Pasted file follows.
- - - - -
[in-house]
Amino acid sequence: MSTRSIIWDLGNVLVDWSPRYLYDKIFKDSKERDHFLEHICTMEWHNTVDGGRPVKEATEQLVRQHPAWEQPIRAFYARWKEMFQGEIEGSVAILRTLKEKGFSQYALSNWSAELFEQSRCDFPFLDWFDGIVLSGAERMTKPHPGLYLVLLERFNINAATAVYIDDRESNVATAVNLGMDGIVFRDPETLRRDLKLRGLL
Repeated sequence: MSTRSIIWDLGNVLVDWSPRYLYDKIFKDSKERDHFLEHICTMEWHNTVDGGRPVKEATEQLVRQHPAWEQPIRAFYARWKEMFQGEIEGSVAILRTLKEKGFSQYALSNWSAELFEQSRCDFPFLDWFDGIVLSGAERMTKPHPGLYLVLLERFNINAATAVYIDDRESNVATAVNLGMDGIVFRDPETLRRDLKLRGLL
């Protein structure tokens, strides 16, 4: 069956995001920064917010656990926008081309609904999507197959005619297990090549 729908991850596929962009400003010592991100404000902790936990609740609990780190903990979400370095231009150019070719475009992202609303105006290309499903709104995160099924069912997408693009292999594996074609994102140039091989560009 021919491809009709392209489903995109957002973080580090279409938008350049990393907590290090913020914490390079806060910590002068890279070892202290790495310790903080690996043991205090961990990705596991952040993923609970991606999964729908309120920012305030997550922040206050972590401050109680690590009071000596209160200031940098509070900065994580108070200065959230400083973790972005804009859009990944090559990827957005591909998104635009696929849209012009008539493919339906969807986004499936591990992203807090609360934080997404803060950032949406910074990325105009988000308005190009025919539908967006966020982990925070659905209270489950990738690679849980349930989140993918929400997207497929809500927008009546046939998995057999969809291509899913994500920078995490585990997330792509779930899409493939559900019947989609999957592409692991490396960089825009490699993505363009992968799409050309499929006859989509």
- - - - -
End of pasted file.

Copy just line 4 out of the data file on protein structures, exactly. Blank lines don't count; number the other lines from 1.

């Protein structure tokens, strides 16, 4: 069956995001920064917010656990926008081309609904999507197959005619297990090549 729908991850596929962009400003010592991100404000902790936990609740609990780190903990979400370095231009150019070719475009992202609303105006290309499903709104995160099924069912997408693009292999594996074609994102140039091989560009 021919491809009709392209489903995109957002973080580090279409938008350049990393907590290090913020914490390079806060910590002068890279070892202290790495310790903080690996043991205090961990990705596991952040993923609970991606999964729908309120920012305030997550922040206050972590401050109680690590009071000596209160200031940098509070900065994580108070200065959230400083973790972005804009859009990944090559990827957005591909998104635009696929849209012009008539493919339906969807986004499936591990992203807090609360934080997404803060950032949406910074990325105009988000308005190009025919539908967006966020982990925070659905209270489950990738690679849980349930989140993918929400997207497929809500927008009546046939998995057999969809291509899913994500920078995490585990997330792509779930899409493939559900019947989609999957592409692991490396960089825009490699993505363009992968799409050309499929006859989509």